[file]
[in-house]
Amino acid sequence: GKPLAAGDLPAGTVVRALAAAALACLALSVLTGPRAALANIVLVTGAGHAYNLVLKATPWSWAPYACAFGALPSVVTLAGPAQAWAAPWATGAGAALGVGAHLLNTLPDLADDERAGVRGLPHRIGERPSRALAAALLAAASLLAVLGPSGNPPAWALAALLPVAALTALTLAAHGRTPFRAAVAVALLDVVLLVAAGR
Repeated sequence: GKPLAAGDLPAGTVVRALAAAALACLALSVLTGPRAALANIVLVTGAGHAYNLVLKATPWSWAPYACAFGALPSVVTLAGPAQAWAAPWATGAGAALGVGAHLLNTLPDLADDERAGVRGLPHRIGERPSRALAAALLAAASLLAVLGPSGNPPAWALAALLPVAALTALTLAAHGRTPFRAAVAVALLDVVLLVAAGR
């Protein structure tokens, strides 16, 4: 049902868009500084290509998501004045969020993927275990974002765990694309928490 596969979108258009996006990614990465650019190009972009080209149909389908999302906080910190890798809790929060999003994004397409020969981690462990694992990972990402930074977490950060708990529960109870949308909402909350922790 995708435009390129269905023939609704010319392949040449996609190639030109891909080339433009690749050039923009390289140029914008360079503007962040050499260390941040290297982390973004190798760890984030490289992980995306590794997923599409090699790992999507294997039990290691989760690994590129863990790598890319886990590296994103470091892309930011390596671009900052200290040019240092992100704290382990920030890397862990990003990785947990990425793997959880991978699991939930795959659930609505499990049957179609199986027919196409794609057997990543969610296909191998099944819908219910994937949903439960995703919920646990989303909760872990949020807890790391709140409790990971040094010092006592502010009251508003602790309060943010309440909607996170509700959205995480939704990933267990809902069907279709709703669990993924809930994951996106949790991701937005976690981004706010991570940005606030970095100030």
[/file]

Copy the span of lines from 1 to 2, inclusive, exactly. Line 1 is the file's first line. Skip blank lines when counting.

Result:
[in-house]
Amino acid sequence: GKPLAAGDLPAGTVVRALAAAALACLALSVLTGPRAALANIVLVTGAGHAYNLVLKATPWSWAPYACAFGALPSVVTLAGPAQAWAAPWATGAGAALGVGAHLLNTLPDLADDERAGVRGLPHRIGERPSRALAAALLAAASLLAVLGPSGNPPAWALAALLPVAALTALTLAAHGRTPFRAAVAVALLDVVLLVAAGR